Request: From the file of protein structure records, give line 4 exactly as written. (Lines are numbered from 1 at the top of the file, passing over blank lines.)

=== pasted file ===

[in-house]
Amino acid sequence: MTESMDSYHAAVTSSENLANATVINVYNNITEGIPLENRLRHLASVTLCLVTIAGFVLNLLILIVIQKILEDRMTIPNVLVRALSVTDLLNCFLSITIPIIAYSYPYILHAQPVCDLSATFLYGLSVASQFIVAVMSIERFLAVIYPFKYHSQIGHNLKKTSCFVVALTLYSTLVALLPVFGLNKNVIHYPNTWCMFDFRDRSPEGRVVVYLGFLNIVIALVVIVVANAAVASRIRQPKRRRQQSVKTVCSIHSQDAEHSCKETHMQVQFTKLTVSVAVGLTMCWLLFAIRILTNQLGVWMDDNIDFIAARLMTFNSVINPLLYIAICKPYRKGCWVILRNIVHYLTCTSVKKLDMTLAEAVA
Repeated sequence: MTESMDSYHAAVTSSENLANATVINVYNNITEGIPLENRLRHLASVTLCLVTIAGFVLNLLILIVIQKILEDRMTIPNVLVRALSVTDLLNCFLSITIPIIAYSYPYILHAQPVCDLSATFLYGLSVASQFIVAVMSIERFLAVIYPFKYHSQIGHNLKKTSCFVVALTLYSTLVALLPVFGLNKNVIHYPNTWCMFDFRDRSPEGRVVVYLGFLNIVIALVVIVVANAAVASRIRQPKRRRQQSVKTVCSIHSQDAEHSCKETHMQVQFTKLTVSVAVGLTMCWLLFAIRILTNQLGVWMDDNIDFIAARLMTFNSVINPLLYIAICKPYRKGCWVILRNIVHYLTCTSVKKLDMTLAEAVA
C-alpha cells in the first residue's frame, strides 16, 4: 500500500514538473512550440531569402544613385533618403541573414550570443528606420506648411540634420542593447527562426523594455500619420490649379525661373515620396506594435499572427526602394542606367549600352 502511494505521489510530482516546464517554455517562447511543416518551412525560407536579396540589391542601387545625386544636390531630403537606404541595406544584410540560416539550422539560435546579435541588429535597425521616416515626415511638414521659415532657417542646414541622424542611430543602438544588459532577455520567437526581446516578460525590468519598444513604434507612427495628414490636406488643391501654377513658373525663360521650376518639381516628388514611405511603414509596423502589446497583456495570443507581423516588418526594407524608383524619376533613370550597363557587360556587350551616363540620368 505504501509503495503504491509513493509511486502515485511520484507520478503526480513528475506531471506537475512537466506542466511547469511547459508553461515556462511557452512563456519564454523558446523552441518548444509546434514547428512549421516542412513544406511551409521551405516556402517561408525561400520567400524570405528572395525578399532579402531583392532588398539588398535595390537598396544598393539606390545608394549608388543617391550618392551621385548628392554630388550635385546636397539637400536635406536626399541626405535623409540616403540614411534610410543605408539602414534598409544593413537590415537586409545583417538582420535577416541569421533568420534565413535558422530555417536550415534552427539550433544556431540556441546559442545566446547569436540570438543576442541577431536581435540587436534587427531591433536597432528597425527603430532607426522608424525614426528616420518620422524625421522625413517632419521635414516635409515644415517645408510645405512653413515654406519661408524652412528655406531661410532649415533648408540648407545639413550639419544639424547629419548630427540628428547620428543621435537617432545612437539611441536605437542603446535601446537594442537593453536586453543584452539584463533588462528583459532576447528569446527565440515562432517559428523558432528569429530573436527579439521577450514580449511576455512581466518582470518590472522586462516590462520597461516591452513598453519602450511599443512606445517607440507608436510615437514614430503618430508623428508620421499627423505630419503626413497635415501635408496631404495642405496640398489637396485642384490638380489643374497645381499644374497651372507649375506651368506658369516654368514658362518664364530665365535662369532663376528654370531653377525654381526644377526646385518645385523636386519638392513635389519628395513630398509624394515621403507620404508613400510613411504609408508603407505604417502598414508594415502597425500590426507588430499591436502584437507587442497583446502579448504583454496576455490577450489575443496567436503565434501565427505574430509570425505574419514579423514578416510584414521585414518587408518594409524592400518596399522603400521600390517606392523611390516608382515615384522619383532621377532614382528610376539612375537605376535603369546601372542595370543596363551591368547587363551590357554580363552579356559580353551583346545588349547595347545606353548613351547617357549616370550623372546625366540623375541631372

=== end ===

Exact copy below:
C-alpha cells in the first residue's frame, strides 16, 4: 500500500514538473512550440531569402544613385533618403541573414550570443528606420506648411540634420542593447527562426523594455500619420490649379525661373515620396506594435499572427526602394542606367549600352 502511494505521489510530482516546464517554455517562447511543416518551412525560407536579396540589391542601387545625386544636390531630403537606404541595406544584410540560416539550422539560435546579435541588429535597425521616416515626415511638414521659415532657417542646414541622424542611430543602438544588459532577455520567437526581446516578460525590468519598444513604434507612427495628414490636406488643391501654377513658373525663360521650376518639381516628388514611405511603414509596423502589446497583456495570443507581423516588418526594407524608383524619376533613370550597363557587360556587350551616363540620368 505504501509503495503504491509513493509511486502515485511520484507520478503526480513528475506531471506537475512537466506542466511547469511547459508553461515556462511557452512563456519564454523558446523552441518548444509546434514547428512549421516542412513544406511551409521551405516556402517561408525561400520567400524570405528572395525578399532579402531583392532588398539588398535595390537598396544598393539606390545608394549608388543617391550618392551621385548628392554630388550635385546636397539637400536635406536626399541626405535623409540616403540614411534610410543605408539602414534598409544593413537590415537586409545583417538582420535577416541569421533568420534565413535558422530555417536550415534552427539550433544556431540556441546559442545566446547569436540570438543576442541577431536581435540587436534587427531591433536597432528597425527603430532607426522608424525614426528616420518620422524625421522625413517632419521635414516635409515644415517645408510645405512653413515654406519661408524652412528655406531661410532649415533648408540648407545639413550639419544639424547629419548630427540628428547620428543621435537617432545612437539611441536605437542603446535601446537594442537593453536586453543584452539584463533588462528583459532576447528569446527565440515562432517559428523558432528569429530573436527579439521577450514580449511576455512581466518582470518590472522586462516590462520597461516591452513598453519602450511599443512606445517607440507608436510615437514614430503618430508623428508620421499627423505630419503626413497635415501635408496631404495642405496640398489637396485642384490638380489643374497645381499644374497651372507649375506651368506658369516654368514658362518664364530665365535662369532663376528654370531653377525654381526644377526646385518645385523636386519638392513635389519628395513630398509624394515621403507620404508613400510613411504609408508603407505604417502598414508594415502597425500590426507588430499591436502584437507587442497583446502579448504583454496576455490577450489575443496567436503565434501565427505574430509570425505574419514579423514578416510584414521585414518587408518594409524592400518596399522603400521600390517606392523611390516608382515615384522619383532621377532614382528610376539612375537605376535603369546601372542595370543596363551591368547587363551590357554580363552579356559580353551583346545588349547595347545606353548613351547617357549616370550623372546625366540623375541631372